As politicians debate how to improve the nation’s expensive — and some would say broken — health care system, Americans are eagerly turning to the latest tech devices in hopes of preventing and detecting medical problems early and avoiding costly trips to the doctor or emergency room.
“Technology every day is playing a more important role in preventing and even diagnosing illness,” said Gary Shapiro, chief executive of the Consumer Technology Association and author of “Ninja Future: Secrets to Success in the New World of Innovation.” “We are just beginning this journey of revolutionizing health care and reducing trips to the doctor.”
Among the new inventions are many that use artificial intelligence, sensors or so-called internet of things (IoT) connectivity to do a host of groundbreaking tasks, from detecting Alzheimer’s from the sound of your voice to telling breast cancer patients, in real-time, if their chemotherapy treatment is working.
Some patients seek out new devices as if their lives depend on it. And for some, it does.
Take Jeff Brue, a tech guru for Hollywood films. Mr. Brue was on his honeymoon in Mexico in 2016 when his spleen ruptured and he was rushed to a hospital in the town of Zihuatanejo for a splenectomy. Upon returning home to Los Angeles, doctors wrongly gave him a diagnosis of angiosarcoma, a rare form of cancer, and began an aggressive chemotherapy regimen to treat it.
“They told me I had a year to live,” Mr. Brue, who was then 34, said. Refusing to blindly accept the prognosis, he frantically searched the internet for data on his symptoms — which included a 105-degree temperature — and rushed the pathology reports to other major hospitals in the United States for additional opinions.
A month later, doctors confirmed an error had been made and said he actually had non-Hodgkin’s lymphoma, which was treatable. But by then, his immune system and liver had been damaged from the wrong chemotherapy treatments and from seven biopsies. He’s now awaiting a liver transplant in Pittsburgh.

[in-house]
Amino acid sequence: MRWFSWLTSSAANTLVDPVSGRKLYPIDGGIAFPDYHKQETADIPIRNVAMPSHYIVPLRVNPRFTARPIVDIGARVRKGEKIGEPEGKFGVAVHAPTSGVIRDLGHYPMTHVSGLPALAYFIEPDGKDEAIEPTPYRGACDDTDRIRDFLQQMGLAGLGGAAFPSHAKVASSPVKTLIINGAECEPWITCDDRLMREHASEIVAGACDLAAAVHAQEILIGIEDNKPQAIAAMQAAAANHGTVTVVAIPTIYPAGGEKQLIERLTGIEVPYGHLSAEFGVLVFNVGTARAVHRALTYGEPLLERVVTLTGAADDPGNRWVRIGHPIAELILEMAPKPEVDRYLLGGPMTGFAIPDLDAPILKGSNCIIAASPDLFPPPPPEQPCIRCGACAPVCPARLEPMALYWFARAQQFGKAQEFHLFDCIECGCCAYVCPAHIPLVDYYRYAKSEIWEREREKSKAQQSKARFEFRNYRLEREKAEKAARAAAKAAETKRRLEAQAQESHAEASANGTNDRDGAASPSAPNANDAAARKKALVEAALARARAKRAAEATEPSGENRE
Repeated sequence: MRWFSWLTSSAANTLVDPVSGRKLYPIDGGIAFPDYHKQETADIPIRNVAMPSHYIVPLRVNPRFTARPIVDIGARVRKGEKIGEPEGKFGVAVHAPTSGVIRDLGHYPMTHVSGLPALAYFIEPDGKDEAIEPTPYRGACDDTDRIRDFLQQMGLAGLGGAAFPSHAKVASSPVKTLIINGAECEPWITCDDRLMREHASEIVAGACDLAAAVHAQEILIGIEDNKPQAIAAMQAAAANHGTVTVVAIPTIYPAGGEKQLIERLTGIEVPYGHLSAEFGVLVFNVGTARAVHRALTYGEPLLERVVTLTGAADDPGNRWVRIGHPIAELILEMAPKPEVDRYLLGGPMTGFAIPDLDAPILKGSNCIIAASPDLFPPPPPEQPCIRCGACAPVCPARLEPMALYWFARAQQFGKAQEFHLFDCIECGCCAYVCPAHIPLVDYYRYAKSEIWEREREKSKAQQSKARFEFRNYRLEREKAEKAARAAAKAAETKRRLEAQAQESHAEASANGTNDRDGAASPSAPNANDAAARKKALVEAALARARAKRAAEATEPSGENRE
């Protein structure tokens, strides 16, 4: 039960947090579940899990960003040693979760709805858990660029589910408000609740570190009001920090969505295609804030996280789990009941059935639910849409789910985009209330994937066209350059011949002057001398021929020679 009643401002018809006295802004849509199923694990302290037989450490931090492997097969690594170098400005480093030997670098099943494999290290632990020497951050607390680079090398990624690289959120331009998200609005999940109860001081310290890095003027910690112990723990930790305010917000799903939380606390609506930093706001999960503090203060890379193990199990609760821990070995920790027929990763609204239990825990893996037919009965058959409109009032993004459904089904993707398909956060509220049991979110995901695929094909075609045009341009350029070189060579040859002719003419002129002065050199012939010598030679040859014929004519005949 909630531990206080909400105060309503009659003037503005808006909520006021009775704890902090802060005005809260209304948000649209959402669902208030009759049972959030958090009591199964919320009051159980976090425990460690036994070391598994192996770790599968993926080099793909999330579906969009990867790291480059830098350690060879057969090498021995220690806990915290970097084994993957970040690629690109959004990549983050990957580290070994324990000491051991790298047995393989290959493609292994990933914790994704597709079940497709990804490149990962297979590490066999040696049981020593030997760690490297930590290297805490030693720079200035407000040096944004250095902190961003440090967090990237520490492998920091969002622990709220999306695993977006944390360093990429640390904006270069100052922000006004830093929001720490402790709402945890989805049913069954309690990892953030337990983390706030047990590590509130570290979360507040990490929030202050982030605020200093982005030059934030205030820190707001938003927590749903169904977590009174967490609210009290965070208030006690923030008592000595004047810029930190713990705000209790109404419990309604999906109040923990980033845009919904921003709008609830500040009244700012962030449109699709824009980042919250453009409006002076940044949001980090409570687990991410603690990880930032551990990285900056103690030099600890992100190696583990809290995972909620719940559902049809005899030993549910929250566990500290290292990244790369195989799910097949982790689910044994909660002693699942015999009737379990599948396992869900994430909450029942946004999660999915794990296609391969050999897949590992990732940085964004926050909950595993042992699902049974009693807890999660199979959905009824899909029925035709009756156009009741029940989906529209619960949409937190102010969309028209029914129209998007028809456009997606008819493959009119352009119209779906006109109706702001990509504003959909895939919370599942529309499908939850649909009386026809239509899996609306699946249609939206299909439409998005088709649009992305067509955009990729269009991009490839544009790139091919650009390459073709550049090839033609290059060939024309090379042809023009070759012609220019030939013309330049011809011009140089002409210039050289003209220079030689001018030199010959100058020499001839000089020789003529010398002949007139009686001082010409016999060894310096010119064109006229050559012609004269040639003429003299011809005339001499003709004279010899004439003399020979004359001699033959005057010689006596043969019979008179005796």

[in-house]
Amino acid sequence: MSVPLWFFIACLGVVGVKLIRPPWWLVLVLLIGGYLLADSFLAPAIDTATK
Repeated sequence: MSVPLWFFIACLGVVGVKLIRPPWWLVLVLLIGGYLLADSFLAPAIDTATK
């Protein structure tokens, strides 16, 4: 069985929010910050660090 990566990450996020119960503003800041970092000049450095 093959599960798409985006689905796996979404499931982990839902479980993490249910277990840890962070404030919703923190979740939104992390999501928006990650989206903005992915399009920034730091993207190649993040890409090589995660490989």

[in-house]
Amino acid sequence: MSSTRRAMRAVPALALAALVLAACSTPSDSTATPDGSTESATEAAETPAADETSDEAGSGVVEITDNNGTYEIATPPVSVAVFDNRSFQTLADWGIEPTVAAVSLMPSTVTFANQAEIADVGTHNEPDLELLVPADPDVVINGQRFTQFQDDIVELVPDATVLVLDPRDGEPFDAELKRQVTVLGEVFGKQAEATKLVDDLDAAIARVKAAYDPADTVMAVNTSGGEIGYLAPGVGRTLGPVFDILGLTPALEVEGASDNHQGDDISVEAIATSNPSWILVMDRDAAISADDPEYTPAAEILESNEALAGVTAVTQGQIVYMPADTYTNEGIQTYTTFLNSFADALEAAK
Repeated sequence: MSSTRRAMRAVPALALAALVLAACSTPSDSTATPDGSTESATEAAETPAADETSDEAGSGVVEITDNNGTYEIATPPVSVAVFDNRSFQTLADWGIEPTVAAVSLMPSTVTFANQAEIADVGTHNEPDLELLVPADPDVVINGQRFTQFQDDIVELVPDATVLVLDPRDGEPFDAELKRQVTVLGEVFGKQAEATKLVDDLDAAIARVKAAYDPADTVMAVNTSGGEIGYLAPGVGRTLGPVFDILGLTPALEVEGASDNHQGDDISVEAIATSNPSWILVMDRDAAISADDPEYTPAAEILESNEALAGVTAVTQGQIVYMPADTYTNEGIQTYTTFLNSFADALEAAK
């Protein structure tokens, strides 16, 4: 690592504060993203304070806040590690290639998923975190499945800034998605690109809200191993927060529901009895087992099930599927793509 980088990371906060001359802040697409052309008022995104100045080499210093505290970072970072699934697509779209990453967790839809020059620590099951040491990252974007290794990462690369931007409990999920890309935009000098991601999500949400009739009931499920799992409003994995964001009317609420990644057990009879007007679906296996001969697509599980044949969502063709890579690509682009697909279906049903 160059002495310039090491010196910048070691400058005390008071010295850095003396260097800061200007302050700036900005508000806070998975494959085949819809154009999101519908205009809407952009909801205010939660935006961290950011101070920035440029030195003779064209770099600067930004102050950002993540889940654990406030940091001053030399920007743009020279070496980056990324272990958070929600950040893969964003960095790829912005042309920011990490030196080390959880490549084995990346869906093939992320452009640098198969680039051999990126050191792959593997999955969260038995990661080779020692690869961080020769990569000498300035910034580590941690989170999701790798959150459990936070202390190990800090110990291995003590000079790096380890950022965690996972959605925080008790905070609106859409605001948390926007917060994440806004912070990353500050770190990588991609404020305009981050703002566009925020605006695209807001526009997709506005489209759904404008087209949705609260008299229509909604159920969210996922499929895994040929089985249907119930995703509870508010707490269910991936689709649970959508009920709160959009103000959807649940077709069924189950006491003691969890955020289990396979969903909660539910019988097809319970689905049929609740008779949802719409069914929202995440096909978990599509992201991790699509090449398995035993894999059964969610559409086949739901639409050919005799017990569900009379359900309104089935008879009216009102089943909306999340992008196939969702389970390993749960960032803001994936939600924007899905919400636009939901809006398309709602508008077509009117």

Mr. Brue attributes much of the misdiagnosis to outdated imaging tools and poor communication between radiologists and oncologists. “It’s a systemic problem,” he said.
So between biopsies and positron emission tomography, or PET, scans, he set out to try and change the system. Mr. Brue took his OpenDrives digital storage system, which had made him a tech rock star in the film and entertainment industry where he worked on productions like “Gone Girl,” “House of Cards” and “Deadpool,” and brought it to the health care sector.
His system will allow hospitals to store high resolution M.R.I. and C.T. scans, and other 3-D images on its network without having to compress them. Most hospital networks compress stored images, which can make the images fuzzy and potentially cause doctors to miss information, said Chad Knowles, chief executive of OpenDrives.
And it’s fast: A PET scan that might take four minutes to retrieve from a network, now takes five seconds, Mr. Brue said. All of this makes it quick and easy to pull multiple high-resolution images — past and present — from the network, and share them with oncologists and radiologists in different offices, he said. He’s also adding A.I. tools to help with diagnosis.
The Steadman Clinic in Vail, Colo., a leading orthopedic surgical hospital, became the first health facility to bring in the OpenDrives system, and talks are underway with several others, according to Mr. Brue.
Voice analysis technology, which can detect mental and physical health conditions, like coronary artery disease, Alzheimer’s and even sleep apnea from the sound of someone’s voice, is another promising area of advancement.
The technology uses A.I. to assess hundreds of metrics — like pitch, tone, pauses, word choices, breathing and how a person describes a photo — to detect problems.
“The manner in which we speak and the word choices we make can be evaluated to accurately detect a growing list of clinical conditions,” said Rich Ross, health care research director at Gartner, a research and advisory firm.
“We look at about 540 different metrics,” said Liam Kaufman, chief executive and co-founder of Winterlight Labs, whose firm focuses on detecting cognitive medical conditions. “We published a number of studies in 2015 and 2016 that found we could predict Alzheimer’s at the time with 82 percent accuracy — and today we’re at about 93 percent,” he said.
Pharmaceutical companies, like Johnson & Johnson, Cortexyme and Alector are using the Winterlight Lab’s voice technology for drug trials, according to Mr. Kaufman, but considerably more research and testing is needed before the technology is available to the masses.
An increasing number of researchers are using A.I. to help radiologists make more accurate diagnostic decisions, especially in the area of breast cancer.
About 41,000 women died from breast cancer in the United States in 2018, and women have a 1 in 8 chance of developing breast cancer in their lifetime, according to the American Cancer Society. Early detection is seen as key to survival.
Regina Barzilay, a professor at M.I.T. and a member of M.I.T.’s Computer Science & Artificial Intelligence Laboratory, and Constance Lehman, chief of breast imaging at the department of radiology at Massachusetts General Hospital in Boston, created an A.I. system to improve the detection and diagnosis of lesions seen on mammograms.